“I’ve run for President once, so clearly I’ve had (an) interest in the position,” Rubio said. “And so for me to tell you that I would never run again is silly. But what I can’t tell you is, I don’t know what the world looks like in 2024. I don’t know what my life looks like in 2024. I don’t know what the party will be looking for in 2024. A lot of that is going to depend on factors I can’t predict and, frankly, in many cases don’t control.”
Kill the lights
St. Augustine Beach Republican Mike Waltz said it’s time U.S. cyber agents get aggressive with foreign adversaries. Speaking to The Donlan Report on NewsNationNow, the Congressman and former White House counterterrorism adviser said there should be a show of strength to America’s enemies around the globe.
“I want to see the lights flicker in the Kremlin,” Waltz said. “I want to see some capabilities communicated against Gazprom. I want to see some of these criminal hackers frankly show up in some not-so-great places with possibly some harm done to them, or at least demonstrated that we can. These regimes only understand strength.”
Indeed, the aggressive words show a sharp posture against Russia, the home to numerous recent ransomware attacks against U.S. targets.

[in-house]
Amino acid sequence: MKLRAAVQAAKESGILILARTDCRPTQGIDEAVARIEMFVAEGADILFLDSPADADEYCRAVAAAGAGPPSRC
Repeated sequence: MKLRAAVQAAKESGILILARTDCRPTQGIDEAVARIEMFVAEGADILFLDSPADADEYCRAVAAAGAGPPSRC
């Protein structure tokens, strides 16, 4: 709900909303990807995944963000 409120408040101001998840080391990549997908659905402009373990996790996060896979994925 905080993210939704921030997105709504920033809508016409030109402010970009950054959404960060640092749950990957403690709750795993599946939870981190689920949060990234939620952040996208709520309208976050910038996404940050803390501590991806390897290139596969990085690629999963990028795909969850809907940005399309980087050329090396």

#Cyberattacks: former White House counter-terrorism advisor @MichaelGWaltz told guest host @LelandVittert that the US needs to establish deterrence.#SomethingToThinkAbout #NewsNation #InTheNews #TDR #TheDonlonReport pic.twitter.com/u4sI7iKCQQ
— The Donlon Report (@TheDonlonReport) June 6, 2021
Waltz said he doesn’t doubt the ability of U.S. coders compared to those of Eastern nations but said the government here has been more reticent to go on hacker offense. He suggested they must show the ability to wreak havoc, the same way it was with America’s nuclear arsenal, to deter further cyberattacks.
“We have the capability,” Waltz said. “But I don’t think, and I don’t think our adversaries think, that Washington and this White House has the will right now, and we’re certainly not communicating it.”
Cranes in the air
Gainesville Republican Kat Cammack made it over to JAXPORT to inspect progress on a harbor deepening project there. As a member of the House Homeland Security, she said Florida’s ports remain a matter of vital national importance.
“Not only did my team and I learn so much about the critical operations happening here every day, but we got to see firsthand the hard work that goes into keeping a large port like this one running smoothly,” Cammack said. “The team took me up in one of the cranes to see the operation up close. Items you have in your homes, that you pick up at the store — those things are coming through this port every day.”
She filmed a Facebook Live from atop that crane, where the Congresswoman was allowed to help load cargo containers. During the process, she stressed the importance of trade to the U.S. and Florida in particular.